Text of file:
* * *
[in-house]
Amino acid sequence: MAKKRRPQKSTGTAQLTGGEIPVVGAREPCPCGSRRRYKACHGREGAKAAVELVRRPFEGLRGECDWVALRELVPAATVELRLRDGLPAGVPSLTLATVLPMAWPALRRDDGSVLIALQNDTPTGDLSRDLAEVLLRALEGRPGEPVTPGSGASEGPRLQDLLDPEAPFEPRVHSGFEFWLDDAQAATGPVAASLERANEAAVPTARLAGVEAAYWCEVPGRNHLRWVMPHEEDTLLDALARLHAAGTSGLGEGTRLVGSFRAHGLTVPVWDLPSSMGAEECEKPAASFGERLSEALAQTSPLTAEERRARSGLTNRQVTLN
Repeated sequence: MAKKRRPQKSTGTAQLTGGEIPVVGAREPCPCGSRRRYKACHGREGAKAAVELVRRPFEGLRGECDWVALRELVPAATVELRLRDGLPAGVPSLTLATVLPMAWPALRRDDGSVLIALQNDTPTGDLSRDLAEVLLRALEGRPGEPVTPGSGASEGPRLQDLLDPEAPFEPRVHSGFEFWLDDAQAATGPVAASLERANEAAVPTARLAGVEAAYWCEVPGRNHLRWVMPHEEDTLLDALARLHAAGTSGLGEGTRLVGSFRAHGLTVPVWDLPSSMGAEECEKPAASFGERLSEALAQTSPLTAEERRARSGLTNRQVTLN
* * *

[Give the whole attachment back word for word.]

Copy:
[in-house]
Amino acid sequence: MAKKRRPQKSTGTAQLTGGEIPVVGAREPCPCGSRRRYKACHGREGAKAAVELVRRPFEGLRGECDWVALRELVPAATVELRLRDGLPAGVPSLTLATVLPMAWPALRRDDGSVLIALQNDTPTGDLSRDLAEVLLRALEGRPGEPVTPGSGASEGPRLQDLLDPEAPFEPRVHSGFEFWLDDAQAATGPVAASLERANEAAVPTARLAGVEAAYWCEVPGRNHLRWVMPHEEDTLLDALARLHAAGTSGLGEGTRLVGSFRAHGLTVPVWDLPSSMGAEECEKPAASFGERLSEALAQTSPLTAEERRARSGLTNRQVTLN
Repeated sequence: MAKKRRPQKSTGTAQLTGGEIPVVGAREPCPCGSRRRYKACHGREGAKAAVELVRRPFEGLRGECDWVALRELVPAATVELRLRDGLPAGVPSLTLATVLPMAWPALRRDDGSVLIALQNDTPTGDLSRDLAEVLLRALEGRPGEPVTPGSGASEGPRLQDLLDPEAPFEPRVHSGFEFWLDDAQAATGPVAASLERANEAAVPTARLAGVEAAYWCEVPGRNHLRWVMPHEEDTLLDALARLHAAGTSGLGEGTRLVGSFRAHGLTVPVWDLPSSMGAEECEKPAASFGERLSEALAQTSPLTAEERRARSGLTNRQVTLN